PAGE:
Effect of Moderate Hypoxia on Immune-Related Transcript Expression

There were no differences in the constitutive or maximum transcript expression levels between the WN and WH salmon (Figures 24). Furthermore, there were only a few differences in post-injection transcript expression levels between the WN and WH treatments. The WH group had higher post-injection transcript levels of il1b and stlr5-a at 24 HPI compared with WN fish (Figures 2A,F), whereas this same effect was observed for cox2, hamp-a, and stat1-b at 48 HPI (Figures 2C,E, 3C, respectively).

Discussion

Climate change is predicted to increase water temperatures and decrease oxygen levels in the marine environment, and this may affect fish health and welfare, including their capacity to respond to pathogens (10, 13, 15, 39, 40). However, there is conflicting information about whether, and to what extent, these environmental factors may impact the immune defenses of fish (15). Thus, in this study, Atlantic salmon were subjected to a controlled incremental increase in water temperature (i.e., from 12 to 20°C, at a rate of 1°C per week) under normoxia or moderate hypoxia (~70% of air sat.) and then held at 20°C for 4 weeks. These conditions (i.e., an incremental temperature increase in association with moderate hypoxia) realistically reflect what farmed salmon face, or may face, in the future during the summer months (1013). Thereafter, the salmon were immune-stimulated with the commercial vaccine Forte V II, and sampled at 6, 12, 24, and 48 HPI. We showed that while manipulating these environmental conditions did not affect the activity of complement system or plasma lysozyme concentration, high temperature (20°C) significantly increased respiratory burst and that the combination of this challenge with moderate hypoxia further increased this response (see PBS injection group, Figure 1). In addition, we report that high temperature up-regulated the constitutive expression of il1b, il8-a, cox2, hamp-a, stlr5-a, and irf7-b transcripts in the head kidney and hastened the increase in cox2, hamp-a, camp-b, stlr5-a, ifng, and stat1-b transcript expression levels post-stimulation with Forte V II. Interestingly, although high temperature affected the timing of changes in transcript expression levels, it did not have major effects on the magnitude of these changes, and hypoxia had few additional effects. Collectively, our results indicate that moderate hypoxia in combination with incremental increases in temperatures as high as 20°C do not impair the capacity of the Atlantic salmon's innate immune system to respond to bacterial pathogens.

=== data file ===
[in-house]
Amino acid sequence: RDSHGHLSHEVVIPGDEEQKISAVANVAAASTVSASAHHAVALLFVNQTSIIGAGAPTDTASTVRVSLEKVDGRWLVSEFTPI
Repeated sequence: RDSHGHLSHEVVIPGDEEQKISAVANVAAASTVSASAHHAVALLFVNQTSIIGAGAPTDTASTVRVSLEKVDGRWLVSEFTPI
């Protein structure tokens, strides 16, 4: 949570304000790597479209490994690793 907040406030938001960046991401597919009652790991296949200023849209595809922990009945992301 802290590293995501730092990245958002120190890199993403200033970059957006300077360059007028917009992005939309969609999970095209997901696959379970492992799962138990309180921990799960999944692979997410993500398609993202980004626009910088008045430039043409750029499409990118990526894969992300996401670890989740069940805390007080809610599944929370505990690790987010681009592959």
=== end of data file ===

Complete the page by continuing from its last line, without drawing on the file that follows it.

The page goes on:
Impact of High Temperature, Hypoxia and Forte V II on the Humoral Immune Response and SSI

In our study, the respiratory burst of circulating (blood) leukocytes increased by ~ 6-fold in 20°C- compared with 12°C-acclimated fish, and the addition of moderate hypoxia induced a further increase in this response (Figure 1A). Nikoskelainen et al. (20) showed that respiratory burst increased in rainbow trout (Oncorhynchus mykiss) following long-term acclimation to high temperature (20 vs. 5°C). Further, it is well documented that long-term exposure to high temperatures increases the number of circulating leukocytes, and in particular the number of neutrophils in teleost species such as turbot (Scophthalmun maximus) (58), catfish (Pangasianodon hypophthalmus) (59) and Atlantic salmon (32). Hypoxia has also been shown to promote an increase in the number of leukocytes in rainbow trout (60). Thus, we hypothesize that exposure to high temperatures increased the number of circulating leukocytes, in particular neutrophils, and that hypoxia potentiated this response. Furthermore, the vaccine Forte V II significantly decreased respiratory burst, independent of temperature or oxygen level, and we attribute this reduction to the migration of circulating leukocytes into the abdominal cavity (i.e., the site of Forte V II injection). This hypothesis is supported by preliminary measurements using flow cytometry which showed that there was a reduction in the number of circulating leukocytes in fish injected with Forte V II compared with those injected with PBS (data not shown).